Outrage of the Morn’: High School Students Not Allowed to Light Bunsen Burners?

Hi Readers ! This just in. Read it and…give your kids some matches! (Yes, yes, properly supervised, of course.) — L.

Dear Free-Range Kids: I am a high school science teacher, parent, and grandparent and a former cubmaster, and I couldn’t agree with you more!  This summer I taught a workshop on building model rockets for 12 to 14 year-olds. None of the 17 kids in the workshop had ever sprayed spray paint, most had never used a utility knife, and two did not know how to tie a knot.

Many of my high school students light their first match in my class when lighting a Bunsen burner ( a task many teachers will no longer allow students to perform). If we deny kids the ability to use tools, we make them crippled.  If we deny kids any risk, they will make their own through risky behavior. — CDB

My question: How did they make it to middle school without ever tying a KNOT? — L.

P.S. This post goes really well with this cartoon!

79 Responses

  1. “My question: How did they make it to middle school without ever tying a KNOT? — L.”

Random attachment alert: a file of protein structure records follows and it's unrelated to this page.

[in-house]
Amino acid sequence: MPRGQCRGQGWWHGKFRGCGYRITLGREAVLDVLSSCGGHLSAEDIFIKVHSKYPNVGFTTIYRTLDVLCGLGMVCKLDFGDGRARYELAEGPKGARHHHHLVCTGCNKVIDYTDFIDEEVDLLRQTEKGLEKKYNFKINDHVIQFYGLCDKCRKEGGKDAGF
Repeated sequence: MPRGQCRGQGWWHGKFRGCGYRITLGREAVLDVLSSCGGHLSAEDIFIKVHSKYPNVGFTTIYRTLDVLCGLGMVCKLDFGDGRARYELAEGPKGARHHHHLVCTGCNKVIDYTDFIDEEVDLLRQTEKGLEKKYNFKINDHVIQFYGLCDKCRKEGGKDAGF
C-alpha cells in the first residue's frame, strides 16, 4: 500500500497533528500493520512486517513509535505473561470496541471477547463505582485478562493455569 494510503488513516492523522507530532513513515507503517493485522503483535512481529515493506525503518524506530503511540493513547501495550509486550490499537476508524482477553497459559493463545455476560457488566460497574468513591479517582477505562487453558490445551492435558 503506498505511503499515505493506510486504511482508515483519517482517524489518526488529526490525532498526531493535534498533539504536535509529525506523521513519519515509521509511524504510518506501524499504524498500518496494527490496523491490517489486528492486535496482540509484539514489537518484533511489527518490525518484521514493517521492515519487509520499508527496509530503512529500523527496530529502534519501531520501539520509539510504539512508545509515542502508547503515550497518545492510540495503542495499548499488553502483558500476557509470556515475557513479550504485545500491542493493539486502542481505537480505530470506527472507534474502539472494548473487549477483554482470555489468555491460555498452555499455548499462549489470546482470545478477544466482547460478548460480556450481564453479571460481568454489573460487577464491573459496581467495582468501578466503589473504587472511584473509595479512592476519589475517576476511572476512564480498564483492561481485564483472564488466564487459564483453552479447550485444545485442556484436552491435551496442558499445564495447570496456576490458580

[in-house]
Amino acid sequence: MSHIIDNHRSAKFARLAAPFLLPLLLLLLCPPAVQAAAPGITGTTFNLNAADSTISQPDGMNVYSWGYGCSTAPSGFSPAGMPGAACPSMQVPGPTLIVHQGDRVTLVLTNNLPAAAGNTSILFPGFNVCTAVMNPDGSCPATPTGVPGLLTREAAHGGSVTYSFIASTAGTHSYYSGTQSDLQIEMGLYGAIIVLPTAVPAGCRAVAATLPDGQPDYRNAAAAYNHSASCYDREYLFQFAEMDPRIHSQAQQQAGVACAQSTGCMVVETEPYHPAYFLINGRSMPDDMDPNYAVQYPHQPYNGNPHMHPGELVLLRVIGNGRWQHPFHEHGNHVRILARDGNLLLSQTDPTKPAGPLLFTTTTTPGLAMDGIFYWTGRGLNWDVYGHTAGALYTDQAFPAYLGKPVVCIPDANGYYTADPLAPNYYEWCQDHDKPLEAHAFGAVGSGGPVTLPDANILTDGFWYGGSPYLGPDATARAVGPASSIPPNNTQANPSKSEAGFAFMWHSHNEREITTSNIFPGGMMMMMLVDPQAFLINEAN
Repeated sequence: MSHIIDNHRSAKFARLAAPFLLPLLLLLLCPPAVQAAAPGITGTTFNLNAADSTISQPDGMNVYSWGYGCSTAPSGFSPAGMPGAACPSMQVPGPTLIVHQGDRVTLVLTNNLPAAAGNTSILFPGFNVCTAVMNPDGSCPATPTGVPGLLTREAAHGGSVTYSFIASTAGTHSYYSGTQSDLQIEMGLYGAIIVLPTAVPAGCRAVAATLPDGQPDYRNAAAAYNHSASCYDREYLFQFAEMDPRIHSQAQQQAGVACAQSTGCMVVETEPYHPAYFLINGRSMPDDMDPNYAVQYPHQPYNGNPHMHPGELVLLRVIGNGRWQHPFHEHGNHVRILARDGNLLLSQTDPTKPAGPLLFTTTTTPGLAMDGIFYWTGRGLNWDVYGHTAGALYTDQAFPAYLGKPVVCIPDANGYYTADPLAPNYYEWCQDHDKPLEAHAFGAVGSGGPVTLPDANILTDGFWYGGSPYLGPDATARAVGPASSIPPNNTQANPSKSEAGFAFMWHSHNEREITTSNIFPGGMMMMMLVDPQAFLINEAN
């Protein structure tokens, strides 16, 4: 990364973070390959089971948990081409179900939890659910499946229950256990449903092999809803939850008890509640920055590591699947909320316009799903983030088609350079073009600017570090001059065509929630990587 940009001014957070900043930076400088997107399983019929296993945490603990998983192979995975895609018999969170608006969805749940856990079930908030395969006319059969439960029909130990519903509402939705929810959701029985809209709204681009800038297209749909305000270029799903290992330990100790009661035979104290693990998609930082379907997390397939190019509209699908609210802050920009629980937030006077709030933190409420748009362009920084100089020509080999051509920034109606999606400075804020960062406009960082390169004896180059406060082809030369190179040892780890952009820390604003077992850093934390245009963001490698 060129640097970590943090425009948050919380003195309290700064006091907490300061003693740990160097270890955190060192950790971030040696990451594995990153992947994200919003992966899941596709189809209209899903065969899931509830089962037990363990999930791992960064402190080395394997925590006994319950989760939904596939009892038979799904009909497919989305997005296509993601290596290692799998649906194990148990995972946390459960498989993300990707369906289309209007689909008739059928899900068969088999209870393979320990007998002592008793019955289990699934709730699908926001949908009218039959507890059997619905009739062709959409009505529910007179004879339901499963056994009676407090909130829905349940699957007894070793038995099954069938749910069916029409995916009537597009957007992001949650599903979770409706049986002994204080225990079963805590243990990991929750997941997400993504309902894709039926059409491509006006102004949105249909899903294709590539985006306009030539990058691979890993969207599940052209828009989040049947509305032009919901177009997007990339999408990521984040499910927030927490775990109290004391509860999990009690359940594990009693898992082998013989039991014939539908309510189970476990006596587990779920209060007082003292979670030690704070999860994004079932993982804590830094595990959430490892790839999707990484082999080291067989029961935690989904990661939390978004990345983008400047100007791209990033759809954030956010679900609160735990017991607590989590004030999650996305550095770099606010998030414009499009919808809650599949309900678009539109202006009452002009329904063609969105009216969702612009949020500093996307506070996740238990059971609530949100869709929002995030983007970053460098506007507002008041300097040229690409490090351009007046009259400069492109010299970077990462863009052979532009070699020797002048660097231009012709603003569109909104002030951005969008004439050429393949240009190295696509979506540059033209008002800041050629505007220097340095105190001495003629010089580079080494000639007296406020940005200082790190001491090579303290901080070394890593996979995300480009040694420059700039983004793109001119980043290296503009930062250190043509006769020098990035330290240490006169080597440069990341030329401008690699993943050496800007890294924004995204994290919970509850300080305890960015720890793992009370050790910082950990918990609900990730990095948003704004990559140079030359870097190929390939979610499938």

Three words: Velcro shoe fasteners.

  2. Ok now I may be showing my redneck roots here. But I am only 32 and when I was in High School (in KY) you were still allowed to smoke in school, in the designated smoking area of course. Ok so I am not a fan of smoking in children, but this shows just how many decisions have been taken away from kids. What the heck happened to the generation just before me (well and mine too i guess) that they are SO afraid?

  3. I’m far less surprised about the knot-tying than the other two. How are the kids these days painting their hand-cut stencils?!?!?

  4. how do you not ever tie a knot? my 5 year old ties knots in pretty much everything. or does she mean a deliberate knot that you can actually untie later without having to cut it or soak it?? ’cause then i’m out, lol.

    the spray paint thing may not be that weird — not every family includes a DIY-er who is forever repainting, resanding, recovering their belongings (that’s me). i’m sure there is a fair percentage of households with no half-empty paint cans in the garage because they actually buy new, functioning things that don’t require repurposing and they pay people to paint their walls. personally, i fail to see the fun in that, but whatever.